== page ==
The scariest part of writing is submitting. We’ve all been there: the heart palpitations, the shaky hands, the sudden Maybe I should be a hermit instead—or at least an accountant. I can’t promise that after reading this all your fears will drop away like slicing through the ropes of a hot-air balloon’s basket, but at least you’ll be more prepared.
Agents and editors want your work. I’ve helped host and attended numerous panels, and the resounding consensus is that editors are looking for first-time authors. Not only that, they’ll brag about discovering you in the secret editors’ meetings at the bars. The problem is getting your work on the right desk, because editors are also constrained by what the market needs.
A lot of rejections are wrong-place wrong-time problems: they just ran a similar story, or bought something similar, or it’s not quite the voice they’re looking for. When you’re submitting a novel, your lovingly crafted, many-years-in-the-making baby, and holding it up like Rafiki hoists up Simba to the adoring animals, and the animals are, well, not adoring and actually wandering off the other way, it hurts. Novel rejections can take months, something years depending on the publisher, and while it’s in limbo you can’t do anything with it. God help you if you included a lot of pop references.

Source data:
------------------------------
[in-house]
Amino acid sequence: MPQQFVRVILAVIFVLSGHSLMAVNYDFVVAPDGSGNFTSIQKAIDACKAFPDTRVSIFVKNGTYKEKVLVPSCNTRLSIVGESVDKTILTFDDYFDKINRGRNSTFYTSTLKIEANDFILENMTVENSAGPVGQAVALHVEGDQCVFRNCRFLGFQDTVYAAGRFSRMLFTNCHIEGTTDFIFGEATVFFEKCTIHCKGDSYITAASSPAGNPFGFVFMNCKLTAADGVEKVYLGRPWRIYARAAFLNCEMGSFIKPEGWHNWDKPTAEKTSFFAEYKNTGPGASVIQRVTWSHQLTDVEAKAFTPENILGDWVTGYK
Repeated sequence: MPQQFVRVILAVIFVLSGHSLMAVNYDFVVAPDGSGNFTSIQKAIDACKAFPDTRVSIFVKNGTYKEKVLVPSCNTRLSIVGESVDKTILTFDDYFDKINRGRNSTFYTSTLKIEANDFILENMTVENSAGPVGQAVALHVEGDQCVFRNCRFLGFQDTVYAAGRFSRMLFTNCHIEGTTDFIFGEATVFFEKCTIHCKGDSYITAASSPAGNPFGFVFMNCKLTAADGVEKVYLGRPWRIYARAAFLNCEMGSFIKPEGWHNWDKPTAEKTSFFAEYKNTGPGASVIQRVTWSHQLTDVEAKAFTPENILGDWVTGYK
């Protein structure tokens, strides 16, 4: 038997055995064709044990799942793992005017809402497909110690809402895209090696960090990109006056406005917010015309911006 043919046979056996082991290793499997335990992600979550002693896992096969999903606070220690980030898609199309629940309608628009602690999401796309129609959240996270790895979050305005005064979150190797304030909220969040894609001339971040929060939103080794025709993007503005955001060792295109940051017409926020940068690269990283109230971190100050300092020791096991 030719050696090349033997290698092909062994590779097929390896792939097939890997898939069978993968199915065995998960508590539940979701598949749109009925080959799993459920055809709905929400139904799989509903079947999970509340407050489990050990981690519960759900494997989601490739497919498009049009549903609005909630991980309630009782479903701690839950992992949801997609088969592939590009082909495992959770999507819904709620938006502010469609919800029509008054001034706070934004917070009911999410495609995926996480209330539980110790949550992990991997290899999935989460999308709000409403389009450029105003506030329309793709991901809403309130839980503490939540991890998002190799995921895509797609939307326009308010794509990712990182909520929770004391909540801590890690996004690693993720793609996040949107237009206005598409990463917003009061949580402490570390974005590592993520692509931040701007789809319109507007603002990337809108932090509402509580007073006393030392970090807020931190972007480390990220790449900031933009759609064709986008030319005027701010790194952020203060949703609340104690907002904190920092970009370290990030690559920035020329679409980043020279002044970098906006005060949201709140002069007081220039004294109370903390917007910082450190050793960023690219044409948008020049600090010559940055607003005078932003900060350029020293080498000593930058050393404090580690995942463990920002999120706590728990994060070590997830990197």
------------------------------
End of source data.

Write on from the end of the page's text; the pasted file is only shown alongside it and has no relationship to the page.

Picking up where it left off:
But, there’s a way you can bypass that.
Get an agent, you say? Well, yes, that can be part of the process, but it’s still not completely necessary, so don’t panic. However, an agent can send your manuscript to publishers you may not have considered, demand faster responses, and even bargain for higher advances or royalties. Remember the Golden Rule: agents don’t get paid unless you do (everything else is a scam)!
But there’s an even faster way.
In the age of social media, editors and agents, along with everyone and their mother, have taken to Twitter. If you aren’t on Twitter, you should be (I’m guilty), at the very least to follow the hashtags below:
The purpose of ‘Pitch Madness’ is to pitch your book in Twitter characters—basically, a sentence. Agents and editors who see your synopsis may query you for a longer one, or even ask for a manuscript sample. Nervous about boiling down your brain child to 280 characters? The Pub Lab can help! Make an appointment, or check out our synopsis guide.
Visit http://pitchwars.org for success stories to explore other aspects of #PitMad.
Even better than Pitch Madness is the Manuscript Wish List—though it can be more hit-or-miss. Editors or agents using the hashtag tell you exactly what book they want. It’s the fastest way to get out of the slush pile yet, but make sure to look up their success before committing!
Still terrified of Twitter? Check out http://www.manuscriptwishlist.com/.
All of us dream about our names in print, or even at the top of the New York Times Bestsellers. Don’t be afraid to try some of these tips out, or come talk to us for more information, proofreading assistance, and encouragement!
And don’t forget to let us know if you get published, so we can brag about you!